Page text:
Making Decisions, for Fun & Profit

It gets easier for us to do nothing all the time.

Opting out used to be much more difficult. We were only expected to make a meaningful decision every few days at most, because most decisions had usually already been made for us. Our education, family background or income determined how we lived and what real choices we had about what to do or how to act.

Moving to a new house or job. Getting married or divorced. Choosing a school for our kids or a political party to support.

Back then, whenever we had to make a decision more people noticed and cared. Their own decisions often depended on what we were doing. And when a letter could take a week or more to reach someone else’s mailbox, and long distance phone calls were prohibitively expensive, we had much more time to gather facts and weigh possible courses of action.

But now, many big decisions must be made in a matter of seconds. We almost never have time to collect reliable information, much less talk it over with family or trusted advisors. Within just the last few years search engines have become decision engines. We can narrow our choices down to a couple of products or companies before we finish reading the first page of search results. We can even share news about our personal relationships with a digital “It’s complicated.”

Our friends and family feel pressured to make decisions at a supersonic clip almost every hour, too. They’re much less likely to notice what we decide–or if we’ve decided not to make a decision.

In this environment, it’s easy to find people telling us what we should do. Complete strangers urge us to confirm our instant decision by sending them some hard-earned money, without taking time to carefully consider alternatives.

“Decision fatigue” is even described in mainstream media as a prevalent social problem, which leads us to make big decisions without any due diligence, or even a second opinion.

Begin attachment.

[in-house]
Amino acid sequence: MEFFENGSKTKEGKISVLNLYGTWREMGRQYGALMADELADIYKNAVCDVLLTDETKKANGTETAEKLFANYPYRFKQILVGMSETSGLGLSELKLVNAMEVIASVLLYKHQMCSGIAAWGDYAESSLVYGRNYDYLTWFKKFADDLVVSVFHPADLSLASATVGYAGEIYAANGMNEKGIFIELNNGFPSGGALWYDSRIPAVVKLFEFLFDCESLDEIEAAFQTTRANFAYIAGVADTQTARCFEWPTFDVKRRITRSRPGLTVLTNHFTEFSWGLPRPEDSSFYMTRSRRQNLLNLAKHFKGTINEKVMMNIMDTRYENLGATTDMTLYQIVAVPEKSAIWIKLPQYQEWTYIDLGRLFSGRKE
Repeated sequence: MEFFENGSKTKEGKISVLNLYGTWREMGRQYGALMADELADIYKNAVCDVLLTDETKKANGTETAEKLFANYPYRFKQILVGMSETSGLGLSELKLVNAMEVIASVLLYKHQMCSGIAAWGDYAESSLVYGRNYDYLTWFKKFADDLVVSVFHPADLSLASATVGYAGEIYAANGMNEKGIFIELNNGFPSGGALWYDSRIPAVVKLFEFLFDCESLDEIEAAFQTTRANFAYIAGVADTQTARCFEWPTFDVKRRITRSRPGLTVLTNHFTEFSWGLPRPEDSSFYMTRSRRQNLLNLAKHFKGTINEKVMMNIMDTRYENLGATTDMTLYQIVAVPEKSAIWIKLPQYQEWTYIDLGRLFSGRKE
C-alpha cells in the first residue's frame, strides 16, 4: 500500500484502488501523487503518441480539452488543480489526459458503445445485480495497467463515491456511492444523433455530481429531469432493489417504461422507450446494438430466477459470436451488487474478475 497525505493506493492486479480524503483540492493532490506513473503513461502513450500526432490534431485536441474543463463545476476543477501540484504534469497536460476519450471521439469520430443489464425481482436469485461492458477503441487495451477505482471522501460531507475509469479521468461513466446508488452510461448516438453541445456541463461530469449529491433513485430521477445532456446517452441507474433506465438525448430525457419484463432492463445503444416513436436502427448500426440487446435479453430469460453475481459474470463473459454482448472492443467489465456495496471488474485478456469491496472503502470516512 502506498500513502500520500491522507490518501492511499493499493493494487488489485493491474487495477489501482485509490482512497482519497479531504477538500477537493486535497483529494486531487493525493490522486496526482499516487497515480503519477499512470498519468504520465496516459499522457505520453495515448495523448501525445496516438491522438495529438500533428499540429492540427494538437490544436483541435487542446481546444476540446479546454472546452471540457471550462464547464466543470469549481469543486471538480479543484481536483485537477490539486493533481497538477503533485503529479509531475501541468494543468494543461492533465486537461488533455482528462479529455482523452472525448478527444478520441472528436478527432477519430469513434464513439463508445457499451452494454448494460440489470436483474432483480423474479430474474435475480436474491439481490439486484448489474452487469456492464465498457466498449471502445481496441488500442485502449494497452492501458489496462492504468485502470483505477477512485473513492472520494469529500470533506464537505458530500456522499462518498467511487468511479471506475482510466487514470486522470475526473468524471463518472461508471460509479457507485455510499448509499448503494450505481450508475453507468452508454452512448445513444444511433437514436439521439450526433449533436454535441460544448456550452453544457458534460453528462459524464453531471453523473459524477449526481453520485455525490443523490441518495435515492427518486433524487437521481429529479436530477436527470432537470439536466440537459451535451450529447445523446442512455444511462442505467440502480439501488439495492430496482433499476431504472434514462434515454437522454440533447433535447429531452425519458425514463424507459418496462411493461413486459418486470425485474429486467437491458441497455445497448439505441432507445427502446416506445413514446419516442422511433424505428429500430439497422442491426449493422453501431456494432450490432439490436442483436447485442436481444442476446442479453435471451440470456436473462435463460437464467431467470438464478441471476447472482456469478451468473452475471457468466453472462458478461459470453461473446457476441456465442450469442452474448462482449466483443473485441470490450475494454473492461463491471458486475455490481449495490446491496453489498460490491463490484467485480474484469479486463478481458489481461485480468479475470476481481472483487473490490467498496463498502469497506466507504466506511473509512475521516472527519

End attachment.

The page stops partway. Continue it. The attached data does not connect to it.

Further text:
We each need a place to get thoughtful, dependable advice from successful and caring people. Where we can make important decisions about what to do when we’re ready. It might be the last place you’d look. It’s definitely worth looking for.

Bookmark the permalink.

3 Responses to Making Decisions, for Fun & Profit

  1. Jarom says:

    How do you go about finding successful and caring people who will give you dependable advice, Carey? Do you have a method for identifying them and approaching them?

    • Carey says:

      That’s the million-dollar question, Jarom. Thanks for asking. There’s no quick and easy way, of course, because we aren’t machines. My “critical thinking” approach would begin with an assessment of someone’s potential as an advisor or member of your community, using recommendations or common friends if possible. Once you’ve identified someone who may fit in your “tribe” or group, ask him or her a few questions to help you clarify how well you might work together. Of course, it’s important to discover what they do and how they do it, but even more important is why they do it well. This matching process is much easier if you’re done a self-awareness exercise like my “Mantra” process; then you can ask less superficial questions and make better judgement calls when it’s time to do that.

      Hopefully you already have some people who are willing to include your “prospect” in planning some shared task or project. After you and your established team have brainstormed with the new person, you can tell if the chemistry is right, how much real value he or she brings to the task at hand, and how well they function within your team/tribe’s culture.

      This may sound pretty labor intensive and time-consuming, but we’re talking about building a community, after all, not a widget. And there are important side benefits: you and your team will get extra practice recruiting and evaluating new members, for example–a critical activity for any growing team–and will be better prepared to assess future team candidates.

      When your group gets big enough and your communications are humming along, you can gradually “cast the net” more widely and speed up your growth process.

      Hope that answers your excellent question. Thanks for asking it!

  2. Love your site! I will definetly be checking another time. Look forward to more.

Leave a Reply

Your email address will not be published. Required fields are marked *